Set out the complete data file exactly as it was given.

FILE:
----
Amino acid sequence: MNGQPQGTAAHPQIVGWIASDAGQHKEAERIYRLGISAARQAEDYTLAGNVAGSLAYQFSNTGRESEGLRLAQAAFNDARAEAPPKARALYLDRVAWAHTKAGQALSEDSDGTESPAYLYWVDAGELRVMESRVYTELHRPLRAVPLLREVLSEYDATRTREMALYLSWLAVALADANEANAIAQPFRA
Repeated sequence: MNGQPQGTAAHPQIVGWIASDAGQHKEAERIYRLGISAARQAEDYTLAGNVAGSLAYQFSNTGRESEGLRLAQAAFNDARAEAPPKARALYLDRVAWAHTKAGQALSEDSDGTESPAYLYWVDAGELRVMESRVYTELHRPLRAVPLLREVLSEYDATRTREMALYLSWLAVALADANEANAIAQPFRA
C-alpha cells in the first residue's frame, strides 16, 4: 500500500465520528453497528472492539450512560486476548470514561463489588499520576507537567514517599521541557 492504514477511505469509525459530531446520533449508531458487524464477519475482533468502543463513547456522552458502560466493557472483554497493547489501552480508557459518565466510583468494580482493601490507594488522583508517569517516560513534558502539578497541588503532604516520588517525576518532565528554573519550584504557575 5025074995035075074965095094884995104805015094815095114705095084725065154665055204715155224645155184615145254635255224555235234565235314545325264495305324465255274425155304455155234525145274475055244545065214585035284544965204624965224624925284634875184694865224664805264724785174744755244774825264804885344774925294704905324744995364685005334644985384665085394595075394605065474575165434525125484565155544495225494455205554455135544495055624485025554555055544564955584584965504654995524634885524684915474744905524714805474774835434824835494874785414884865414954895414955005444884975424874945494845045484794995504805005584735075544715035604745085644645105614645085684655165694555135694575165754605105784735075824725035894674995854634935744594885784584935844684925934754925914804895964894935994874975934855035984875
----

Amino acid sequence: MNGQPQGTAAHPQIVGWIASDAGQHKEAERIYRLGISAARQAEDYTLAGNVAGSLAYQFSNTGRESEGLRLAQAAFNDARAEAPPKARALYLDRVAWAHTKAGQALSEDSDGTESPAYLYWVDAGELRVMESRVYTELHRPLRAVPLLREVLSEYDATRTREMALYLSWLAVALADANEANAIAQPFRA
Repeated sequence: MNGQPQGTAAHPQIVGWIASDAGQHKEAERIYRLGISAARQAEDYTLAGNVAGSLAYQFSNTGRESEGLRLAQAAFNDARAEAPPKARALYLDRVAWAHTKAGQALSEDSDGTESPAYLYWVDAGELRVMESRVYTELHRPLRAVPLLREVLSEYDATRTREMALYLSWLAVALADANEANAIAQPFRA
C-alpha cells in the first residue's frame, strides 16, 4: 500500500465520528453497528472492539450512560486476548470514561463489588499520576507537567514517599521541557 492504514477511505469509525459530531446520533449508531458487524464477519475482533468502543463513547456522552458502560466493557472483554497493547489501552480508557459518565466510583468494580482493601490507594488522583508517569517516560513534558502539578497541588503532604516520588517525576518532565528554573519550584504557575 5025074995035075074965095094884995104805015094815095114705095084725065154665055204715155224645155184615145254635255224555235234565235314545325264495305324465255274425155304455155234525145274475055244545065214585035284544965204624965224624925284634875184694865224664805264724785174744755244774825264804885344774925294704905324744995364685005334644985384665085394595075394605065474575165434525125484565155544495225494455205554455135544495055624485025554555055544564955584584965504654995524634885524684915474744905524714805474774835434824835494874785414884865414954895414955005444884975424874945494845045484794995504805005584735075544715035604745085644645105614645085684655165694555135694575165754605105784735075824725035894674995854634935744594885784584935844684925934754925914804895964894935994874975934855035984875